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I'm not sure that 2 sessions a day is appropriate for strength recovery. Low intensity, grease the groove type training is common in weightlifting but once a day training is more appropriate in strength training for good reason. Much of the effectiveness in your program would relate to how you structure each workout. Each workout will affect the workout after and be affected by the workout before. With this highly frequent training, that relationship is extended to multiple workouts. You need to define the intensity and goals of each workout and how it related to recovery from, or preparation for, the adjacent workouts. I think you have subconsciously done that but I don't think you've articulated it.

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PostPosted: Sun Dec 04, 2011 9:28 am 
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Well, actually it was inspired by the Bulgarian weightlifting program and by one program "this person that I know" made.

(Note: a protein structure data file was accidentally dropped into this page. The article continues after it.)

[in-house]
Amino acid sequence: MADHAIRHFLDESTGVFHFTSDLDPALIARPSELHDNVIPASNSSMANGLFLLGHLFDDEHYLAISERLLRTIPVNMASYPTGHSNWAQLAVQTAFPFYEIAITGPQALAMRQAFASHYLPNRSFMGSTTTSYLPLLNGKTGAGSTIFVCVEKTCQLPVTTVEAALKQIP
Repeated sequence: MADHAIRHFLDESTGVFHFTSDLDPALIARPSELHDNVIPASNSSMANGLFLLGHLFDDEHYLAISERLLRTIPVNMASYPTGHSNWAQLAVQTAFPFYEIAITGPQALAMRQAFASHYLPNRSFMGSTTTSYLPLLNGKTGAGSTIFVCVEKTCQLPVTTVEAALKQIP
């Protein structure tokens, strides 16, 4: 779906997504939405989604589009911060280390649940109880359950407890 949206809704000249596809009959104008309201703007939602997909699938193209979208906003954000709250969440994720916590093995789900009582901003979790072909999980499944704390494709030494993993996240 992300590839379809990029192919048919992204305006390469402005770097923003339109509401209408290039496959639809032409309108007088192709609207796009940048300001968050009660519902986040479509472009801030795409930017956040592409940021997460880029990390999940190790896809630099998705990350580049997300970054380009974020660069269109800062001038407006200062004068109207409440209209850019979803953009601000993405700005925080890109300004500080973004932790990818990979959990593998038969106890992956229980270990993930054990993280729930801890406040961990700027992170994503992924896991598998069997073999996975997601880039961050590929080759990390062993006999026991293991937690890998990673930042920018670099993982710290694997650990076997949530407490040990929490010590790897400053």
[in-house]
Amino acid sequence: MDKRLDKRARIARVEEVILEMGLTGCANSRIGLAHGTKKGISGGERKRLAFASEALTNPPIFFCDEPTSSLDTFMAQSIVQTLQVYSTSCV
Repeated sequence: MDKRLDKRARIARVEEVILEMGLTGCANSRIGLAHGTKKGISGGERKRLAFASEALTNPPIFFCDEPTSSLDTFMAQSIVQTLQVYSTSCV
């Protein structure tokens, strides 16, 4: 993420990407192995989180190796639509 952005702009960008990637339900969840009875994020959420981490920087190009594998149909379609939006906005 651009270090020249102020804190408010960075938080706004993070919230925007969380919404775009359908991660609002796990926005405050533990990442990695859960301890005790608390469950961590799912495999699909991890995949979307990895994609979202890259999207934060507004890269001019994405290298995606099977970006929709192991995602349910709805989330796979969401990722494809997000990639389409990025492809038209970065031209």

As for the relation of recovery between each workout, I wrote the sets/reps range so people (and me) can judge if it's doable or not. Another reason for the "split" is because it's designed to be fairly intense (but short) so I think the recovery would be better that way. I do think though, that the intensity could be lowered somewhat by alternating low and high intensity workout. But I think it's fairly doable already and actually I want to try it out if I have the chance (I could use some running!).


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PostPosted: Sun Dec 04, 2011 9:48 am 
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I think the 45 minutes thing is the main thing I have a issue with. If your power workouts consist of say, an extended low intensity mobility based warmup including some weightlifting drills and the workout itself was about 15-20 minutes of power training, this would achieve your aim without undo affect on recovery. Likewise the actual workout part of the strength session could be condensed to 20-30 minutes of actual workout. The total sessions could fill 45 minutes but 45 minutes, balls to the wall, twice a day would probably not work out.